For example, the Honeycomb query below looks at task duration for a project’s test task. You can see several task executions that are much faster than the others. 

This shows a HEATMAP visualization of duration_ms where task.path is publishers.gradle-plugin.test. In this example, the heatmap shows that several builds took less than 100 seconds, yet many others took over 500 seconds.
This shows a HEATMAP visualization of duration_ms where task.path is publishers.gradle-plugin.test. In this example, the heatmap shows that several builds took less than 100 seconds, yet many others took over 500 seconds.

After visualizing the heatmap, clicking on the BubbleUp tab lets you draw a square around any part of the map you’d like to further analyze. Once you select the fast queries at the bottom of the heatmap, BubbleUp automatically calculates how the set of requests you selected (in the box) differ from all the requests that weren’t included in the box (the baseline).

In this example, the BubbleUp analysis shows you that the faster tasks all pulled from cache vs. the slower tasks, which did not. 

BubbleUp shows you several results displayed below your heatmap. It surfaces the most statistically relevant commonalities found in your selections (orange) that weren’t found in your baseline (blue).
BubbleUp shows you several results displayed below your heatmap. It surfaces the most statistically relevant commonalities found in your selections (orange) that weren’t found in your baseline (blue).

This simple example uses BubbleUp to show the performance improvement of using the Gradle build cache. But when used in your own builds, this same method can quickly show you what’s slowing down your Gradle builds.

Android builds

This plugin also works with Android Gradle builds. For example, here is part of a trace from a small Android app:

Android Gradle builds often contain many tasks, making build optimization challenging without a view into the task execution like the above.
Android builds often contain many tasks, making build optimization challenging without a view into the task execution like the above.

Getting started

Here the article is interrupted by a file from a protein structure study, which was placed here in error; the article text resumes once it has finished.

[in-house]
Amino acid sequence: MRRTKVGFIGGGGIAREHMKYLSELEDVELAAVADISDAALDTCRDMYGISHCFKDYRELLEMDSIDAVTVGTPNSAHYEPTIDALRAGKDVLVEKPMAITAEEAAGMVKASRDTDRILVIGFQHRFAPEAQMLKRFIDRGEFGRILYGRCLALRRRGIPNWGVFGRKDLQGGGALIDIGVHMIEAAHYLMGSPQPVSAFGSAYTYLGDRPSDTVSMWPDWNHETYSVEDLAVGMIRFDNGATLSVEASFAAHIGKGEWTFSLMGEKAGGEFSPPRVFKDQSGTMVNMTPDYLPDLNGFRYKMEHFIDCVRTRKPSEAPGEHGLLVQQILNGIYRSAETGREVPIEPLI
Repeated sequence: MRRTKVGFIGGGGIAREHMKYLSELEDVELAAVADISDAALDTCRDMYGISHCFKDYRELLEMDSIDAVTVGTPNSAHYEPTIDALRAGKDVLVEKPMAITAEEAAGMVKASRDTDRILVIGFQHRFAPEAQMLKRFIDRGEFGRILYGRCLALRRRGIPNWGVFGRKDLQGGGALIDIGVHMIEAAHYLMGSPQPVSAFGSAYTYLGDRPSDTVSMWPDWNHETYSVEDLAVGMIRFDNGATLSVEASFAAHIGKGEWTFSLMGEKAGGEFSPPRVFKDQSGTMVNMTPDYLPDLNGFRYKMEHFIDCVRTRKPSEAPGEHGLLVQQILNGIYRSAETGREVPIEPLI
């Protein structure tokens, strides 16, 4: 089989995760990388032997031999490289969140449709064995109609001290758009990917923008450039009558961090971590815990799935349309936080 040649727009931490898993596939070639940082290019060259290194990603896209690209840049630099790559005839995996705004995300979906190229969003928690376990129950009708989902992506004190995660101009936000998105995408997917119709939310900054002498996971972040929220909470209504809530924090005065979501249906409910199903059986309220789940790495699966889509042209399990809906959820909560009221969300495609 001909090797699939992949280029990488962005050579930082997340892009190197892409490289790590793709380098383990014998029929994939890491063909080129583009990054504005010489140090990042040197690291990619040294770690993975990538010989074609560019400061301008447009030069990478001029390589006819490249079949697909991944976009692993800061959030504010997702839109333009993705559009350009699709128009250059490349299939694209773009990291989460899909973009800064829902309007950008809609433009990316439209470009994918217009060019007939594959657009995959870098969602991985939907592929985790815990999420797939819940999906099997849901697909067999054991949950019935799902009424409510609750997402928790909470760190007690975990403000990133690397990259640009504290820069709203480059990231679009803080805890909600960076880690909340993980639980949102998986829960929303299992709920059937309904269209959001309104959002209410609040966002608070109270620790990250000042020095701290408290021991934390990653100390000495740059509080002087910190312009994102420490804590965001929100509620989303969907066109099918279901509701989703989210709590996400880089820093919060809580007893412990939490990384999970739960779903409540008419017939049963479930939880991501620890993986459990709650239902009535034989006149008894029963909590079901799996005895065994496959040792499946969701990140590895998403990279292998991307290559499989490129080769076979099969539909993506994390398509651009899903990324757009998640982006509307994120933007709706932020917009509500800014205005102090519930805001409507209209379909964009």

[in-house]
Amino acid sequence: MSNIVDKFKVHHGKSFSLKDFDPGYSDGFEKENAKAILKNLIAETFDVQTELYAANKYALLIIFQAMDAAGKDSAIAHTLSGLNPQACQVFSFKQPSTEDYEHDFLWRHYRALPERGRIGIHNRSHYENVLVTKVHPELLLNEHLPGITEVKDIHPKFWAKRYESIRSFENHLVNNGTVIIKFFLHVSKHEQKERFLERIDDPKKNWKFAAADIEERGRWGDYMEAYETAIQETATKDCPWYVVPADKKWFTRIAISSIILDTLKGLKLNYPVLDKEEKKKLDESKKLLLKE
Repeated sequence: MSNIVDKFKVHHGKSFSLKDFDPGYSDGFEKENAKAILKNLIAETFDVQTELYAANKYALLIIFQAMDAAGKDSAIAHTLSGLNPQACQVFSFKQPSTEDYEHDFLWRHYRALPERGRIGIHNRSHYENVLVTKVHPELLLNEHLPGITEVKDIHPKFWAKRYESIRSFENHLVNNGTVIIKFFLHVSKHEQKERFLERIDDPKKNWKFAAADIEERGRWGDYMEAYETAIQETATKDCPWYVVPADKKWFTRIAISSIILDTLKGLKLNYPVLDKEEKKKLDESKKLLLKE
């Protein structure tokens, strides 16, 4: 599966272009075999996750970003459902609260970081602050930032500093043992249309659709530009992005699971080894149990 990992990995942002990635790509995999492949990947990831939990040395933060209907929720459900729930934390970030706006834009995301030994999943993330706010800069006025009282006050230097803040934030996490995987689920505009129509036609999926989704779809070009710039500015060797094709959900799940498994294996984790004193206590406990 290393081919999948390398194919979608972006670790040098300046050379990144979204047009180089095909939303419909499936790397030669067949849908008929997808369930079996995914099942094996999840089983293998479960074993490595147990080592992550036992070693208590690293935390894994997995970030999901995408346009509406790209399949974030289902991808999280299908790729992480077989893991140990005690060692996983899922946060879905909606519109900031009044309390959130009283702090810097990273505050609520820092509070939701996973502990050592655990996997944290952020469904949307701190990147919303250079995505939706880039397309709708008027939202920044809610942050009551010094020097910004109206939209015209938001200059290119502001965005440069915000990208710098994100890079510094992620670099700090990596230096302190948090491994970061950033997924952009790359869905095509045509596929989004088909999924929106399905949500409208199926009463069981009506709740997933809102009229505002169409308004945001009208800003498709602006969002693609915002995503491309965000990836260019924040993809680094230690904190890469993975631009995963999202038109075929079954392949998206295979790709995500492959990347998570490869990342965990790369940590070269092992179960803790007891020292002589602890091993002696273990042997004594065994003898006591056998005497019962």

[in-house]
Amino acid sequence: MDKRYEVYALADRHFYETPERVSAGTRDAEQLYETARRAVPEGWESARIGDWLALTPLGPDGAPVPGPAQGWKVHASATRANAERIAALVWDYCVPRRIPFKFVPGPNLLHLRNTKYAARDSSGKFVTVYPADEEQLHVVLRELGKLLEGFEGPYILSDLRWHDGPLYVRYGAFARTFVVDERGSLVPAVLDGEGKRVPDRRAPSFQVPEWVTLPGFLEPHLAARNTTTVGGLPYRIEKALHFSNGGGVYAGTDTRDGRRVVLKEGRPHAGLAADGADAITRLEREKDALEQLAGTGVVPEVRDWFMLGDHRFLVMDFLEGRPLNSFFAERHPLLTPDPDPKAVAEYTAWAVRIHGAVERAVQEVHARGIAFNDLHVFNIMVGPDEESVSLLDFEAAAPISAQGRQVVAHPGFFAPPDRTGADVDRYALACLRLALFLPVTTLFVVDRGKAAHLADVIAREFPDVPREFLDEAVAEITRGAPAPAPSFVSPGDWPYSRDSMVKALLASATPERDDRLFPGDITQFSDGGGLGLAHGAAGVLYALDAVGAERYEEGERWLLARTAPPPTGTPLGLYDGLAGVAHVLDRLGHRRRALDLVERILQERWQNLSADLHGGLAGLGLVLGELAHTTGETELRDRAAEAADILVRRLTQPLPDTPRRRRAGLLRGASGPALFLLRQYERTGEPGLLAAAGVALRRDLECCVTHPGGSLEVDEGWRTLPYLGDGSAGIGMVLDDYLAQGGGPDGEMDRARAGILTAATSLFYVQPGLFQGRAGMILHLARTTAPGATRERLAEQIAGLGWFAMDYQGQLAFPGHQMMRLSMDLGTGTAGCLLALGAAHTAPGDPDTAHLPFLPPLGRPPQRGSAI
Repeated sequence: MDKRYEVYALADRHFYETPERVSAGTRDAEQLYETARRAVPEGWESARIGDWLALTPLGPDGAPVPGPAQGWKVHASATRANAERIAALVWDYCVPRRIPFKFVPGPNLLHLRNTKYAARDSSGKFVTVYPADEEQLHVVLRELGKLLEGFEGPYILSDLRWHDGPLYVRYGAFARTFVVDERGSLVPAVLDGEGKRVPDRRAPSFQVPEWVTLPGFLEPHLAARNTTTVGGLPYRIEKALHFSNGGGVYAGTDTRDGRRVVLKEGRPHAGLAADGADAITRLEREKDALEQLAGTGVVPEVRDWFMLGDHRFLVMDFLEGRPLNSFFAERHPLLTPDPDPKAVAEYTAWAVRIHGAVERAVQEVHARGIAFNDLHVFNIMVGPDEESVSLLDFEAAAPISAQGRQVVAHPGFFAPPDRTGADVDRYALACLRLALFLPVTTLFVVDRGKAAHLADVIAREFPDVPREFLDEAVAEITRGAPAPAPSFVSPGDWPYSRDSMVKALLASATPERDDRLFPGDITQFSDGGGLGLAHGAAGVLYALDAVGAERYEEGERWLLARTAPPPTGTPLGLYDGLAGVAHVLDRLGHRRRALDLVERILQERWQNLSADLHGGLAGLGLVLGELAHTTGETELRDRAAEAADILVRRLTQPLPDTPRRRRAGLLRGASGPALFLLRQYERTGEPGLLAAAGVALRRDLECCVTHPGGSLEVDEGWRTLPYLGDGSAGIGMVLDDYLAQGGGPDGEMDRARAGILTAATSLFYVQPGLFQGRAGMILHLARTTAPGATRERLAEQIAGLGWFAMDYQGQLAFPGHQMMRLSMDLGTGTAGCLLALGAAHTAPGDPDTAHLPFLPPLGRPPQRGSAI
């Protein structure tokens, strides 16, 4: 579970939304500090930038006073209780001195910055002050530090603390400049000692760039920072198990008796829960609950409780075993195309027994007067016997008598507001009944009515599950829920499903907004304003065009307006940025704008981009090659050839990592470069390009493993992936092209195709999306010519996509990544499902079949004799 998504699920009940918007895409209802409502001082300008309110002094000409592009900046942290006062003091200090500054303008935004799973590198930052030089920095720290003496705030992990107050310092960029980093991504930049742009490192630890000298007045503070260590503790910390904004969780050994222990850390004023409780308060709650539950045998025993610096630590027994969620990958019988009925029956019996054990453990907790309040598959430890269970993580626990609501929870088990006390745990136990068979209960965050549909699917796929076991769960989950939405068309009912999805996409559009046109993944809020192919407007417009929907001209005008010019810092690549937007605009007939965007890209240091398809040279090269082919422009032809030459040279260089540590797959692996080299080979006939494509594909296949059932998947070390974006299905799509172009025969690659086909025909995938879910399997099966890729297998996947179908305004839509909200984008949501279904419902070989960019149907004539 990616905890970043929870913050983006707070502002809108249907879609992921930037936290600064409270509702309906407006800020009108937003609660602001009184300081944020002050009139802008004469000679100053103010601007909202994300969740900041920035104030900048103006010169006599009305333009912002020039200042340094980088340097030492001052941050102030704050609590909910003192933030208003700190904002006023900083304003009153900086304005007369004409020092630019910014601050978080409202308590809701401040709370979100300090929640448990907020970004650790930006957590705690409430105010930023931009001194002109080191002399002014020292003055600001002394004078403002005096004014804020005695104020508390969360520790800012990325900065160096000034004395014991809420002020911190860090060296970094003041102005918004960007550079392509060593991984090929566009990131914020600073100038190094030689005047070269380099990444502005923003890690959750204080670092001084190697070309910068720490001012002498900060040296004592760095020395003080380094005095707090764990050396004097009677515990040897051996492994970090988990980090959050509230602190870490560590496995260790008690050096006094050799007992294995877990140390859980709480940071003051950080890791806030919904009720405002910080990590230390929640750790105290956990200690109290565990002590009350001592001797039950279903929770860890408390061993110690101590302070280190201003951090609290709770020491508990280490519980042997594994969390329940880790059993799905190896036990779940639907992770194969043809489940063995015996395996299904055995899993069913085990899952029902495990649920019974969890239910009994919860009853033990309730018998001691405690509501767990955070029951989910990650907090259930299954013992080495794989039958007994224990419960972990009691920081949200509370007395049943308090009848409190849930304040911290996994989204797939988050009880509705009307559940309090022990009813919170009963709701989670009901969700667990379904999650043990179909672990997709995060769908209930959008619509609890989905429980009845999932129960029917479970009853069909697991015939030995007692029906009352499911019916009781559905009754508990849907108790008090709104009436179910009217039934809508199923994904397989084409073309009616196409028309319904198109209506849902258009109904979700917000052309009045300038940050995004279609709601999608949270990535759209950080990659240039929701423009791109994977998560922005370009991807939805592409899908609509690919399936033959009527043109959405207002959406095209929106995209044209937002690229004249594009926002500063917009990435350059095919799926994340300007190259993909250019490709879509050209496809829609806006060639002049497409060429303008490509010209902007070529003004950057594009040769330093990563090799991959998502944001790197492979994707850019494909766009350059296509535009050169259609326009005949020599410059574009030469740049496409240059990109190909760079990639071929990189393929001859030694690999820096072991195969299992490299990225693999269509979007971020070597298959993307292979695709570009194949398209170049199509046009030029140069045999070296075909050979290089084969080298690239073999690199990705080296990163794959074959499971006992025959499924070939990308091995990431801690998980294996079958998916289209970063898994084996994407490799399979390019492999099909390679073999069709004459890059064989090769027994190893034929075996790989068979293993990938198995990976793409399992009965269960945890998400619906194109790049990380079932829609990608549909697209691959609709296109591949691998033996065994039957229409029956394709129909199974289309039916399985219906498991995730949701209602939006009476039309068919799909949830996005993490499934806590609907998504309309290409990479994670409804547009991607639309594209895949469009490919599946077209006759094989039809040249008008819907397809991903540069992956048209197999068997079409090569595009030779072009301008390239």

To start using this plugin, add the following to your plugins block in your Gradle build file:

plugins {
    id "com.atkinsondev.opentelemetry-build" version "1.2.1"
}

Version 1.2.1 is the current version (at the time of this writing), and you can find the latest plugin version in the Gradle plugin portal.

Next, add a configuration block to tell the plugin where to send your build information to, and any additional headers you need to send. Honeycomb fully supports OpenTelemetry, so we will set that up as the destination for your telemetry data.

The below configuration will send your build data to Honeycomb:

openTelemetryBuild {
    endpoint = "https://api.honeycomb.io"
    headers = [
            "x-honeycomb-team": "<Honeycomb-API-key>",
            "x-honeycomb-dataset": "<dataset-name>"
    ]
}

Replace the placeholders above with your Honeycomb API key and the dataset name you want to use. If you don’t yet have these, sign up for a free Honeycomb account.

  1. Visit the Honeycomb Sign Up Page and create an account.
  2. Name your team (any name—like your company name, for example—will do).
  3. Copy your API key.

You can use any arbitrary name for your dataset. In the example below, we’ll keep it simple and use the name gradle-builds.

To avoid storing your Honeycomb API key in the Gradle build file itself, you can tell Gradle to pull it from an environment variable for CI builds or a Gradle property for local builds with config such as:

openTelemetryBuild {
    endpoint = "https://api.honeycomb.io"
    headers = [
            "x-honeycomb-team": System.getenv("HONEYCOMB_API_KEY") ?: project.findProperty('honeycomb_api_key') ?: null,
            "x-honeycomb-dataset": "gradle-builds"
    ]
}

After the build executes, the plugin will print out the trace ID for this build execution:

Trace ID build execution example

You can use this trace ID to easily find the exact trace for your build execution in Honeycomb by searching in Honeycomb for your build execution’s specific trace ID:

Find an exact trace for build execution

Try it today

This new OpenTelemetry Gradle plugin is available in the Gradle plugin portal. All the Honeycomb features shown above are available in Honeycomb’s free plan and above. My hope is that you find this plugin useful.Please feel free to reach out to me in Pollinators or give me feedback on the plugin’s Github repo.

Thanks!

Craig